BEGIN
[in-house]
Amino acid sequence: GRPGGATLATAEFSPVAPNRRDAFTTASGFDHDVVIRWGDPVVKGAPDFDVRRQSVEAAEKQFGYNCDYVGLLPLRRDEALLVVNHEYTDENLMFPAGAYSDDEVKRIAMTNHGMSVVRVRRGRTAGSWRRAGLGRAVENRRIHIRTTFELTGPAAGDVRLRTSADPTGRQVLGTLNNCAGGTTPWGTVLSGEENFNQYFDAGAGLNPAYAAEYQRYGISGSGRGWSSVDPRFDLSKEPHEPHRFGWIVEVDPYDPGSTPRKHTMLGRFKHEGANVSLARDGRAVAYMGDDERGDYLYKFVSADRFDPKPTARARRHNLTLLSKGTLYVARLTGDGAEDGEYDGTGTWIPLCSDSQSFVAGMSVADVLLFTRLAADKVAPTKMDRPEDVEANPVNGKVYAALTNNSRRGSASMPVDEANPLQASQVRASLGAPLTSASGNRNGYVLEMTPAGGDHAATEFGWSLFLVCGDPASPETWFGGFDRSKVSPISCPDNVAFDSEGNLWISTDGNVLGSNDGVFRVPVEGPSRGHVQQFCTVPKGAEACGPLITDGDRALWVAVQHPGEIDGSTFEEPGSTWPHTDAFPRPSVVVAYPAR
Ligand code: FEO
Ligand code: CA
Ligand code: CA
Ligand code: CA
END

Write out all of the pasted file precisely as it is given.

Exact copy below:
[in-house]
Amino acid sequence: GRPGGATLATAEFSPVAPNRRDAFTTASGFDHDVVIRWGDPVVKGAPDFDVRRQSVEAAEKQFGYNCDYVGLLPLRRDEALLVVNHEYTDENLMFPAGAYSDDEVKRIAMTNHGMSVVRVRRGRTAGSWRRAGLGRAVENRRIHIRTTFELTGPAAGDVRLRTSADPTGRQVLGTLNNCAGGTTPWGTVLSGEENFNQYFDAGAGLNPAYAAEYQRYGISGSGRGWSSVDPRFDLSKEPHEPHRFGWIVEVDPYDPGSTPRKHTMLGRFKHEGANVSLARDGRAVAYMGDDERGDYLYKFVSADRFDPKPTARARRHNLTLLSKGTLYVARLTGDGAEDGEYDGTGTWIPLCSDSQSFVAGMSVADVLLFTRLAADKVAPTKMDRPEDVEANPVNGKVYAALTNNSRRGSASMPVDEANPLQASQVRASLGAPLTSASGNRNGYVLEMTPAGGDHAATEFGWSLFLVCGDPASPETWFGGFDRSKVSPISCPDNVAFDSEGNLWISTDGNVLGSNDGVFRVPVEGPSRGHVQQFCTVPKGAEACGPLITDGDRALWVAVQHPGEIDGSTFEEPGSTWPHTDAFPRPSVVVAYPAR
Ligand code: FEO
Ligand code: CA
Ligand code: CA
Ligand code: CA